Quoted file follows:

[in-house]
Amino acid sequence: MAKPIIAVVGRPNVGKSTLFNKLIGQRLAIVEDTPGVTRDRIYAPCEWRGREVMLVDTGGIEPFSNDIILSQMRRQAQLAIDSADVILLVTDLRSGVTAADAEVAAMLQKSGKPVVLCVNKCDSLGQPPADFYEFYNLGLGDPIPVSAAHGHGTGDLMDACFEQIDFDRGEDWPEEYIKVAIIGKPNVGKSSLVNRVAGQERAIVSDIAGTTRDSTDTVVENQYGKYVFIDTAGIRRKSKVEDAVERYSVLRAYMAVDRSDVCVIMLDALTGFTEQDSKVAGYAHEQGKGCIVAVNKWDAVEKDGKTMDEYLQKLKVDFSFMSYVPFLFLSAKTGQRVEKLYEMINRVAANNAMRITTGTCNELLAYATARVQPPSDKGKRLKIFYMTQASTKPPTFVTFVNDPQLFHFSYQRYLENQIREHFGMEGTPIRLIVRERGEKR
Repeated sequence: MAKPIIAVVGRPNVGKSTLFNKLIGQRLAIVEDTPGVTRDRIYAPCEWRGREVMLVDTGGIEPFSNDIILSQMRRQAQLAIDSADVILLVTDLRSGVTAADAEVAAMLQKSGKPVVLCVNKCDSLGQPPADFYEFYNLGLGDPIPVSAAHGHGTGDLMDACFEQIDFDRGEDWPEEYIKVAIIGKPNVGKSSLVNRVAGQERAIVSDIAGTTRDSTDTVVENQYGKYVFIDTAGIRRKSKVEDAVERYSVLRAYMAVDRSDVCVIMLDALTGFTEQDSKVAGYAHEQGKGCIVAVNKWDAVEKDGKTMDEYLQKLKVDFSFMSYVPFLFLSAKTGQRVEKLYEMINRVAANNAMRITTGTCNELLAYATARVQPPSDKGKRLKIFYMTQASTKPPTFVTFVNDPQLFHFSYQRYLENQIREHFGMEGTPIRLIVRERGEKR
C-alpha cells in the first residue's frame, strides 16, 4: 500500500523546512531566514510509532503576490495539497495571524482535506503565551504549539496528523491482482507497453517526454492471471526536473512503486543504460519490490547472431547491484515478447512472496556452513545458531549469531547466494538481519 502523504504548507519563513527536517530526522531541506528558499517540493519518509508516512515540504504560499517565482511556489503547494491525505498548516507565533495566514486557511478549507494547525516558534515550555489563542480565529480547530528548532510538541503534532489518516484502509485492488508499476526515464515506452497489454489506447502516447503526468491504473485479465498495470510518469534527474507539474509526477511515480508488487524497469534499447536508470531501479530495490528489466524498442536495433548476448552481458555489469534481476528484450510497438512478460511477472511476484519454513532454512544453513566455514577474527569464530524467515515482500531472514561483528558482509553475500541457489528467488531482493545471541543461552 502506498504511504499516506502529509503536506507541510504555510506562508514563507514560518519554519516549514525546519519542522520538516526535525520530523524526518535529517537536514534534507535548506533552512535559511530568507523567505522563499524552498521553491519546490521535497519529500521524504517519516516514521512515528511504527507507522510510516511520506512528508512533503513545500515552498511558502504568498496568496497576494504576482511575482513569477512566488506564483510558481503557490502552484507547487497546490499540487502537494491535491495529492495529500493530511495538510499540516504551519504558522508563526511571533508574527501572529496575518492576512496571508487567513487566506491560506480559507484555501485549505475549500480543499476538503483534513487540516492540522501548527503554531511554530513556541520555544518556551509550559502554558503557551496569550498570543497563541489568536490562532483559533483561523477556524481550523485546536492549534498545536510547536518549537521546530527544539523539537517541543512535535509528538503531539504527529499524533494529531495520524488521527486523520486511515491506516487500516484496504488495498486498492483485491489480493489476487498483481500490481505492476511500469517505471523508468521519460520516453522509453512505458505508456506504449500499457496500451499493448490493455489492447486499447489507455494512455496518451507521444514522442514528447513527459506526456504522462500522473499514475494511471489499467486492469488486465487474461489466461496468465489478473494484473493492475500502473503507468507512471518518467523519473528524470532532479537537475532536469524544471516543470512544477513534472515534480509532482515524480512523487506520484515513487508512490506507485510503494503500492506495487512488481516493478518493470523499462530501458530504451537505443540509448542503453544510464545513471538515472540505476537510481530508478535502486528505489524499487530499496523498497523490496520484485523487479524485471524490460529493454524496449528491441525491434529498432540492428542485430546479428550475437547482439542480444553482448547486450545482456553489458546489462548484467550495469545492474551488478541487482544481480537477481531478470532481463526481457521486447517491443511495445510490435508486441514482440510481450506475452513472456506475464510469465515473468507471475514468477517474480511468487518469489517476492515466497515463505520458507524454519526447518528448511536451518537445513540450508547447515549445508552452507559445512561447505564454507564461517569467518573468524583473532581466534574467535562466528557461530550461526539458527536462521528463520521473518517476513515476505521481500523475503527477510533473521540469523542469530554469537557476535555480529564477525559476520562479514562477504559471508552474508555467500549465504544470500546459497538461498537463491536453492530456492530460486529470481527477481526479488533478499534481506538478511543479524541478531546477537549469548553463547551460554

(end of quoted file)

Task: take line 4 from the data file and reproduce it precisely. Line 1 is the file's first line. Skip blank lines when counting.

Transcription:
C-alpha cells in the first residue's frame, strides 16, 4: 500500500523546512531566514510509532503576490495539497495571524482535506503565551504549539496528523491482482507497453517526454492471471526536473512503486543504460519490490547472431547491484515478447512472496556452513545458531549469531547466494538481519 502523504504548507519563513527536517530526522531541506528558499517540493519518509508516512515540504504560499517565482511556489503547494491525505498548516507565533495566514486557511478549507494547525516558534515550555489563542480565529480547530528548532510538541503534532489518516484502509485492488508499476526515464515506452497489454489506447502516447503526468491504473485479465498495470510518469534527474507539474509526477511515480508488487524497469534499447536508470531501479530495490528489466524498442536495433548476448552481458555489469534481476528484450510497438512478460511477472511476484519454513532454512544453513566455514577474527569464530524467515515482500531472514561483528558482509553475500541457489528467488531482493545471541543461552 502506498504511504499516506502529509503536506507541510504555510506562508514563507514560518519554519516549514525546519519542522520538516526535525520530523524526518535529517537536514534534507535548506533552512535559511530568507523567505522563499524552498521553491519546490521535497519529500521524504517519516516514521512515528511504527507507522510510516511520506512528508512533503513545500515552498511558502504568498496568496497576494504576482511575482513569477512566488506564483510558481503557490502552484507547487497546490499540487502537494491535491495529492495529500493530511495538510499540516504551519504558522508563526511571533508574527501572529496575518492576512496571508487567513487566506491560506480559507484555501485549505475549500480543499476538503483534513487540516492540522501548527503554531511554530513556541520555544518556551509550559502554558503557551496569550498570543497563541489568536490562532483559533483561523477556524481550523485546536492549534498545536510547536518549537521546530527544539523539537517541543512535535509528538503531539504527529499524533494529531495520524488521527486523520486511515491506516487500516484496504488495498486498492483485491489480493489476487498483481500490481505492476511500469517505471523508468521519460520516453522509453512505458505508456506504449500499457496500451499493448490493455489492447486499447489507455494512455496518451507521444514522442514528447513527459506526456504522462500522473499514475494511471489499467486492469488486465487474461489466461496468465489478473494484473493492475500502473503507468507512471518518467523519473528524470532532479537537475532536469524544471516543470512544477513534472515534480509532482515524480512523487506520484515513487508512490506507485510503494503500492506495487512488481516493478518493470523499462530501458530504451537505443540509448542503453544510464545513471538515472540505476537510481530508478535502486528505489524499487530499496523498497523490496520484485523487479524485471524490460529493454524496449528491441525491434529498432540492428542485430546479428550475437547482439542480444553482448547486450545482456553489458546489462548484467550495469545492474551488478541487482544481480537477481531478470532481463526481457521486447517491443511495445510490435508486441514482440510481450506475452513472456506475464510469465515473468507471475514468477517474480511468487518469489517476492515466497515463505520458507524454519526447518528448511536451518537445513540450508547447515549445508552452507559445512561447505564454507564461517569467518573468524583473532581466534574467535562466528557461530550461526539458527536462521528463520521473518517476513515476505521481500523475503527477510533473521540469523542469530554469537557476535555480529564477525559476520562479514562477504559471508552474508555467500549465504544470500546459497538461498537463491536453492530456492530460486529470481527477481526479488533478499534481506538478511543479524541478531546477537549469548553463547551460554